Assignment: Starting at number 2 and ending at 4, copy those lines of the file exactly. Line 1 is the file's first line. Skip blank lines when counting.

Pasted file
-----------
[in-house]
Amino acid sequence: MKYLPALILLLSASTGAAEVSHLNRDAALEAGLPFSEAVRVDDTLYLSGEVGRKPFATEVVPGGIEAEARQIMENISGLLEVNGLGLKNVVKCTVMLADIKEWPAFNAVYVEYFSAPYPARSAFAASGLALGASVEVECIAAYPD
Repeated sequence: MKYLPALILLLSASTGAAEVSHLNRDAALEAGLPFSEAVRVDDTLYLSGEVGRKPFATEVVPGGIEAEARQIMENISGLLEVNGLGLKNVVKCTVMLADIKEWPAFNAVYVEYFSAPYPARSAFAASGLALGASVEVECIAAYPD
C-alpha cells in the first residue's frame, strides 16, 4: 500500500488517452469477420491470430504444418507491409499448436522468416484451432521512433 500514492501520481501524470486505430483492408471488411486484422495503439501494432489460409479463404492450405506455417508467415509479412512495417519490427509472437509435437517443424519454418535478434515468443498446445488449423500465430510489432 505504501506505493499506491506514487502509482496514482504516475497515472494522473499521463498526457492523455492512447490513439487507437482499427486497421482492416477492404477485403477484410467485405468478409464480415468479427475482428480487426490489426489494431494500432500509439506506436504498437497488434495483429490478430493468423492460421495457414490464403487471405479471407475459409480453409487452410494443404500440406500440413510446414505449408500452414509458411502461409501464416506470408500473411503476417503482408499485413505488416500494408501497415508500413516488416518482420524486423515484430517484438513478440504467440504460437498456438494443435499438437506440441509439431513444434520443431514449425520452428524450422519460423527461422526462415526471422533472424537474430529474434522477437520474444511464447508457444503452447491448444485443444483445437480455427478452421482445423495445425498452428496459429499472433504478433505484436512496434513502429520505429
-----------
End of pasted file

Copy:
Amino acid sequence: MKYLPALILLLSASTGAAEVSHLNRDAALEAGLPFSEAVRVDDTLYLSGEVGRKPFATEVVPGGIEAEARQIMENISGLLEVNGLGLKNVVKCTVMLADIKEWPAFNAVYVEYFSAPYPARSAFAASGLALGASVEVECIAAYPD
Repeated sequence: MKYLPALILLLSASTGAAEVSHLNRDAALEAGLPFSEAVRVDDTLYLSGEVGRKPFATEVVPGGIEAEARQIMENISGLLEVNGLGLKNVVKCTVMLADIKEWPAFNAVYVEYFSAPYPARSAFAASGLALGASVEVECIAAYPD
C-alpha cells in the first residue's frame, strides 16, 4: 500500500488517452469477420491470430504444418507491409499448436522468416484451432521512433 500514492501520481501524470486505430483492408471488411486484422495503439501494432489460409479463404492450405506455417508467415509479412512495417519490427509472437509435437517443424519454418535478434515468443498446445488449423500465430510489432 505504501506505493499506491506514487502509482496514482504516475497515472494522473499521463498526457492523455492512447490513439487507437482499427486497421482492416477492404477485403477484410467485405468478409464480415468479427475482428480487426490489426489494431494500432500509439506506436504498437497488434495483429490478430493468423492460421495457414490464403487471405479471407475459409480453409487452410494443404500440406500440413510446414505449408500452414509458411502461409501464416506470408500473411503476417503482408499485413505488416500494408501497415508500413516488416518482420524486423515484430517484438513478440504467440504460437498456438494443435499438437506440441509439431513444434520443431514449425520452428524450422519460423527461422526462415526471422533472424537474430529474434522477437520474444511464447508457444503452447491448444485443444483445437480455427478452421482445423495445425498452428496459429499472433504478433505484436512496434513502429520505429